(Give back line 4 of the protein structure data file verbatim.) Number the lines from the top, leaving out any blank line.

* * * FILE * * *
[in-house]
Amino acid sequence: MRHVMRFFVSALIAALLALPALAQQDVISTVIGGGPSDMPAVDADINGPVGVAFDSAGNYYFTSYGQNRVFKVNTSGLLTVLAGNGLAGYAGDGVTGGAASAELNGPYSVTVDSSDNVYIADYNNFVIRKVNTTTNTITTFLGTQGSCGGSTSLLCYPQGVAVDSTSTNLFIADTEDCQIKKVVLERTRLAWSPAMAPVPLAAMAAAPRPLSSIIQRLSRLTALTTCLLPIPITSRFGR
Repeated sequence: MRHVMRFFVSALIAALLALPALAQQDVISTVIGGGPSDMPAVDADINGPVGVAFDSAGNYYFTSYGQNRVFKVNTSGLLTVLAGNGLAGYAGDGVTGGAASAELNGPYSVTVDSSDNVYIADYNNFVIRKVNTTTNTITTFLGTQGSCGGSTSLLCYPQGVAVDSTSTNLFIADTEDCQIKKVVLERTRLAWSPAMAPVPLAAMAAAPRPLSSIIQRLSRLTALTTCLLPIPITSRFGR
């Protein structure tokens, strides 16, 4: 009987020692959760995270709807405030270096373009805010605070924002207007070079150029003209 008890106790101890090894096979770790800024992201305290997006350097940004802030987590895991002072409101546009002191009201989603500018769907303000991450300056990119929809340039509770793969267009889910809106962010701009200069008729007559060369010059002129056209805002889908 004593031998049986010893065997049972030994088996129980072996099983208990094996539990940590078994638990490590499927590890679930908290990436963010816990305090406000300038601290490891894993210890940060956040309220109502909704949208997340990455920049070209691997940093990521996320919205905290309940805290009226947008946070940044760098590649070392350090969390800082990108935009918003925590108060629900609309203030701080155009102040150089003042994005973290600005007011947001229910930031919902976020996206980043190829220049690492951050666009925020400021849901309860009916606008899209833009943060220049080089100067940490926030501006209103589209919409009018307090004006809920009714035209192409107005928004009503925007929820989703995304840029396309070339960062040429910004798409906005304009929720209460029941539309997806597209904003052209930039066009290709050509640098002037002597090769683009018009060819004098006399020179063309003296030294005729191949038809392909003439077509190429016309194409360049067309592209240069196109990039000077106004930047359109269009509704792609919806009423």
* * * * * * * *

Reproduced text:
């Protein structure tokens, strides 16, 4: 009987020692959760995270709807405030270096373009805010605070924002207007070079150029003209 008890106790101890090894096979770790800024992201305290997006350097940004802030987590895991002072409101546009002191009201989603500018769907303000991450300056990119929809340039509770793969267009889910809106962010701009200069008729007559060369010059002129056209805002889908 004593031998049986010893065997049972030994088996129980072996099983208990094996539990940590078994638990490590499927590890679930908290990436963010816990305090406000300038601290490891894993210890940060956040309220109502909704949208997340990455920049070209691997940093990521996320919205905290309940805290009226947008946070940044760098590649070392350090969390800082990108935009918003925590108060629900609309203030701080155009102040150089003042994005973290600005007011947001229910930031919902976020996206980043190829220049690492951050666009925020400021849901309860009916606008899209833009943060220049080089100067940490926030501006209103589209919409009018307090004006809920009714035209192409107005928004009503925007929820989703995304840029396309070339960062040429910004798409906005304009929720209460029941539309997806597209904003052209930039066009290709050509640098002037002597090769683009018009060819004098006399020179063309003296030294005729191949038809392909003439077509190429016309194409360049067309592209240069196109990039000077106004930047359109269009509704792609919806009423």